Modernist Poetry Comparison Essay by writingsensation

Modernist Poetry
This paper compares the modernist poetry of T.S. Eliot and W.B. Yeats to Victorian poets Thomas Hardy and Gerald Manley Hopkins.
# 68829 | 990 words | 8 sources | MLA | 2005 | US
Published on Sep 13, 2006 in Literature (Poetry) , English (Analysis) , Literature (Comparative Literature)

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This paper explains that T.S. Eliot and W.B. Yeats, who are considered to be the quintessential examples of the modernist literary artists, were both extremely critical of their age and social milieu. The author points out that the Victorian poets Thomas Hardy and Gerald Manley Hopkins also were concerned with predicaments of their age, but their poetry does not have the same intensity and desperation to escape the past that is evident in the works of Eliot and Yeats. The paper concludes that the central similarity of all these poets is the search for a reality, which transcends the ordinary life; whereas, the different between the two eras is the modernist poets are convinced that finding new realities and values has become an inescapable and essential quest in light of the decline of modern civilization. Quotations.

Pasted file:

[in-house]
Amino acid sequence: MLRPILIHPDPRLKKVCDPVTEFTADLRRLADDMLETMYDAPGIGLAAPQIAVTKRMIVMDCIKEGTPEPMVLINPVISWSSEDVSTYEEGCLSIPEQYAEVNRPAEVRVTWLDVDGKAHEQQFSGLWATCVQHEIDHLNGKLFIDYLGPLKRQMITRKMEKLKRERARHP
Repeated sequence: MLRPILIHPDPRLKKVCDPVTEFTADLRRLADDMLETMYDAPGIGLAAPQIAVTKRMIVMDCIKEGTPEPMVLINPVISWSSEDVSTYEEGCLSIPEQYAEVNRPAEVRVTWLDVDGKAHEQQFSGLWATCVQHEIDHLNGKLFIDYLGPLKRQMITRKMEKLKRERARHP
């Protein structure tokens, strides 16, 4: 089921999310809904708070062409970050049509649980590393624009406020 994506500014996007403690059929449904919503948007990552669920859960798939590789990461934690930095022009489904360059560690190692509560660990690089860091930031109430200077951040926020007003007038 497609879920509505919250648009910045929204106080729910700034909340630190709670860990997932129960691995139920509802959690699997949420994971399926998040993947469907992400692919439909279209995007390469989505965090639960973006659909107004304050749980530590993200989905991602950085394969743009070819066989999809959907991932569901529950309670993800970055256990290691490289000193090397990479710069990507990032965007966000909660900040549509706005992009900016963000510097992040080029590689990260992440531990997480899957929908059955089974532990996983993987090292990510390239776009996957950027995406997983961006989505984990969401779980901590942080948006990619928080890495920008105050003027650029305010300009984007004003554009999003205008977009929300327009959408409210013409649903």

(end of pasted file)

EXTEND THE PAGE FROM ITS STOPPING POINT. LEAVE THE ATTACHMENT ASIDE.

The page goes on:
From the Paper:

"Modernist literature has been characterized by the phrase "caught between two worlds." This refers to the view that the modernist poets and writers were attempting to deal with previous traditions and worldviews which they were intensely critical of. At the same time they were endeavoring to finds new ways of artistic vision and expression. Essentially the poets in the early Twentieth Century were faced with a radical shift in ideas and views about reality and society which had been engendered by discoveries in, amongst others, the fields of science and psychology; such as the Freudian discovery of the unconscious. The First World War was also to pay a large part in the questioning of the norms of values of Western society in general."

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Modernist Poetry (2006, September 13) Retrieved April 01, 2020, from

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"Modernist Poetry" 13 September 2006. Web. 01 April. 2020. <>